This browser is not actively supported anymore. For the best passle experience, we strongly recommend you upgrade your browser.
| 1 minute read

4-1-1 on Location Agreements

To exploit a production, production teams need to secure the rights to all elements recorded. One of the most complicated questions, which production legal evaluates on a case-by-case basis, is determining whether location agreements need to be obtained, as securing location agreements is an essential part of the process. 

The key elements that need to be included in any location agreement include: 

  1. The right for production to enter and make recordings on the property; 
  2. Explicit language that recordings are owned by the production company (or distributor, if required by the distributor);
  3. Clearly defined rights to use the recordings both in the program and in advertising and promotion of the program;
  4. Language permitting assignment and transfer of rights under the agreement; and 
  5. A waiver of injunctive relief, limiting the grantor’s relief to seeking monetary damages and prohibiting their enjoining the distribution of the production.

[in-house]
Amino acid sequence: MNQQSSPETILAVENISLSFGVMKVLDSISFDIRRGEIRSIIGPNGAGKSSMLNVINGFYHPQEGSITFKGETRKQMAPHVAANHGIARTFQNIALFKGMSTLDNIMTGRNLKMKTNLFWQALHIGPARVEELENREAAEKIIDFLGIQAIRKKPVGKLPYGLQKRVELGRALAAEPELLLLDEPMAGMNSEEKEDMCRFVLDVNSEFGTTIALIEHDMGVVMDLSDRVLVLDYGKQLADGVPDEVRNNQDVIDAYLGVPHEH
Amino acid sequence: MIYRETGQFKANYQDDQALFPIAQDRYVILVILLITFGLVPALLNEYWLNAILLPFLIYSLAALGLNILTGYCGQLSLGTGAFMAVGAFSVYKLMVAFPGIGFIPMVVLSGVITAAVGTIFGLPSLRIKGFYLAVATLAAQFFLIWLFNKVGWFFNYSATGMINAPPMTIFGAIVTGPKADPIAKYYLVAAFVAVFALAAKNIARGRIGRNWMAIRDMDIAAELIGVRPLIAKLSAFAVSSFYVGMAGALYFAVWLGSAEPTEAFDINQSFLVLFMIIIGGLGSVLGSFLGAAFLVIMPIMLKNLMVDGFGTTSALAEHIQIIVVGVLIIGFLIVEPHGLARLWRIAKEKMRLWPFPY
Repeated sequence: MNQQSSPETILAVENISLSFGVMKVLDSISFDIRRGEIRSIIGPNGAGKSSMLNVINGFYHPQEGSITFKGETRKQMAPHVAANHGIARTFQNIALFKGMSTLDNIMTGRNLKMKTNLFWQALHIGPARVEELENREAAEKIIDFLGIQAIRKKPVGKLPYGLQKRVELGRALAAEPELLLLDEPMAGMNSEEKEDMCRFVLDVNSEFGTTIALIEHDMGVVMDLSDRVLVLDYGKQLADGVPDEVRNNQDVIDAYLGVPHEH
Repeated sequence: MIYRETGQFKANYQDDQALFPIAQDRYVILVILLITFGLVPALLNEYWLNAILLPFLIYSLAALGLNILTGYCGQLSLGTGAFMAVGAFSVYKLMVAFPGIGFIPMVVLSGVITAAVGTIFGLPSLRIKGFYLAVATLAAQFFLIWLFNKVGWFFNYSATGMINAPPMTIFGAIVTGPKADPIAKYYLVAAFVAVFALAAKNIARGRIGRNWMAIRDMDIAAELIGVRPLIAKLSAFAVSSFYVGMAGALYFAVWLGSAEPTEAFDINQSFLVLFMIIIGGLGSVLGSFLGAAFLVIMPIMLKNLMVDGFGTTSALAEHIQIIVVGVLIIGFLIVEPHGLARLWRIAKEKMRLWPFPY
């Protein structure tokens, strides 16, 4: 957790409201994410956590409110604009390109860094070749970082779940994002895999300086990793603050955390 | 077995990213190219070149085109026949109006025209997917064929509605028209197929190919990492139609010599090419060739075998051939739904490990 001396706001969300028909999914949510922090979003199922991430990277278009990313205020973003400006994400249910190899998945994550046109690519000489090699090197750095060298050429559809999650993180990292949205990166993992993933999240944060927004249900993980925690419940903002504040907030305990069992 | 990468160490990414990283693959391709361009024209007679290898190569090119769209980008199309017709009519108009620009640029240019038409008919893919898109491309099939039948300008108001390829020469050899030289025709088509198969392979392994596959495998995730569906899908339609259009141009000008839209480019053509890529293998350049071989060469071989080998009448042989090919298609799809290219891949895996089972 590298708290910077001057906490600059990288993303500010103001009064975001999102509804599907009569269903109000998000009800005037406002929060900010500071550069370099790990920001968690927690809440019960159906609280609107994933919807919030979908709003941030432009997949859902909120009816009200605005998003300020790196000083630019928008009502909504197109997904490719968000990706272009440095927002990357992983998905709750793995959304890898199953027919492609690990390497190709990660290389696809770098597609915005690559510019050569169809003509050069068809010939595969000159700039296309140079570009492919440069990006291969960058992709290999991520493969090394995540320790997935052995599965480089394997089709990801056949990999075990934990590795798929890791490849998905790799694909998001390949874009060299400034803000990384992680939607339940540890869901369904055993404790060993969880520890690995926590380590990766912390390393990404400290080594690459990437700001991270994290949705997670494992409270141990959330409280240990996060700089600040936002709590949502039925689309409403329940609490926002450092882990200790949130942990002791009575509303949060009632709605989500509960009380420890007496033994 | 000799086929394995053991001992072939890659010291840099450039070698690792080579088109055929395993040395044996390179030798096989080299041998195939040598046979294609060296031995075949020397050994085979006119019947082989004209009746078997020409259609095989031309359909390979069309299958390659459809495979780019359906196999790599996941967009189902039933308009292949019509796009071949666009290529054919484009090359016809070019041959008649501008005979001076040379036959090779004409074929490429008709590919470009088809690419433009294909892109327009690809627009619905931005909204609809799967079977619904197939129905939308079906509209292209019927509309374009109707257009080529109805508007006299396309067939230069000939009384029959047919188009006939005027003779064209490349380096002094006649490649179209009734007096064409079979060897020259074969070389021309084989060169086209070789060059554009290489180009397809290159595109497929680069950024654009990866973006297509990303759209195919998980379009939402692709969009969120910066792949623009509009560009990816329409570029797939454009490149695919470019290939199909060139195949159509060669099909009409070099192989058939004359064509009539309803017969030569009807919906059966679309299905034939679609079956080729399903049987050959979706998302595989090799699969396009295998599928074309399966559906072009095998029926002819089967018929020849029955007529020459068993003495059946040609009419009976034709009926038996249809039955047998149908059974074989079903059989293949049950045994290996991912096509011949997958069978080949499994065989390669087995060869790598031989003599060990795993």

6. In addition, unless it is specifically negotiated for otherwise, it should clearly state that there is no obligation to use the footage and materials filmed at the location and any use thereof is in the production company’s sole discretion.

Location agreements must be signed by the owner (or owners) of the property, and should include a representation and warranty from the owner that they own the property and have the authority and power to grant all rights. It is important to remember that tenants and renters may not have the authority to grant any rights with respect to the property, so seek permission from the person or entity that has the legal right to make the grants (for example, a landlord). If the property is part of a HOA, the HOA may also have to grant approval.

While location agreements provide the right to record the property, it is important to note that the grantors may not have the rights to everything on the property, such as signs, trademarks, logos, artwork and other elements, and those may need to be cleared separately in order to be shown in the production.

Finally, it is important to keep track of any restrictions or limitations on use of the recordings in a log (for example, if you can only use the recordings in one episode of the production or cannot use them in advertising or promotion), often referred to as a restrictions log, to keep everything organized for the production and the distributor.


entertainment music & sports, motion picture television & digital content